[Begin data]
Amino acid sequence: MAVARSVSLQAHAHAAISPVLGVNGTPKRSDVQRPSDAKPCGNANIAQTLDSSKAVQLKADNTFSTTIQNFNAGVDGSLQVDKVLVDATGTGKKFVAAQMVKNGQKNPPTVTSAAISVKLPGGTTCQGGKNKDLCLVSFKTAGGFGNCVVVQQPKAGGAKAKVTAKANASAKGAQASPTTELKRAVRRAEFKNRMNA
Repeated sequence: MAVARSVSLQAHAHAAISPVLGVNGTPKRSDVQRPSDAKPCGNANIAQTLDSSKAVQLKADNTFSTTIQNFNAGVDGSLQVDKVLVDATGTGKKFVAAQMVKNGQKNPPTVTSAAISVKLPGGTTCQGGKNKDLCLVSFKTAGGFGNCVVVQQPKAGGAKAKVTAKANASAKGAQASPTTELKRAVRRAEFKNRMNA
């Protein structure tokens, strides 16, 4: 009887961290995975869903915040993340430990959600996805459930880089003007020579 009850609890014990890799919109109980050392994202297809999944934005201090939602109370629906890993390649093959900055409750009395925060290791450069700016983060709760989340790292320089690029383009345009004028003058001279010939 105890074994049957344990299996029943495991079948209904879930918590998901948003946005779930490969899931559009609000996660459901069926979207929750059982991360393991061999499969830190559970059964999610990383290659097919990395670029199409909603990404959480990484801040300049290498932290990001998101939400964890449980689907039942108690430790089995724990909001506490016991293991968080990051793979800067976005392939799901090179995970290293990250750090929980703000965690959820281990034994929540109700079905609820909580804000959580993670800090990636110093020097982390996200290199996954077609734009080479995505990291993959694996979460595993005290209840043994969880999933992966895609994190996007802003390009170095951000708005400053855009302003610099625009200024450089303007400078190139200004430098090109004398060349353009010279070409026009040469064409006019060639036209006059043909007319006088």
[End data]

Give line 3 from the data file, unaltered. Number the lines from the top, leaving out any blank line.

């Protein structure tokens, strides 16, 4: 009887961290995975869903915040993340430990959600996805459930880089003007020579 009850609890014990890799919109109980050392994202297809999944934005201090939602109370629906890993390649093959900055409750009395925060290791450069700016983060709760989340790292320089690029383009345009004028003058001279010939 105890074994049957344990299996029943495991079948209904879930918590998901948003946005779930490969899931559009609000996660459901069926979207929750059982991360393991061999499969830190559970059964999610990383290659097919990395670029199409909603990404959480990484801040300049290498932290990001998101939400964890449980689907039942108690430790089995724990909001506490016991293991968080990051793979800067976005392939799901090179995970290293990250750090929980703000965690959820281990034994929540109700079905609820909580804000959580993670800090990636110093020097982390996200290199996954077609734009080479995505990291993959694996979460595993005290209840043994969880999933992966895609994190996007802003390009170095951000708005400053855009302003610099625009200024450089303007400078190139200004430098090109004398060349353009010279070409026009040469064409006019060639036209006059043909007319006088």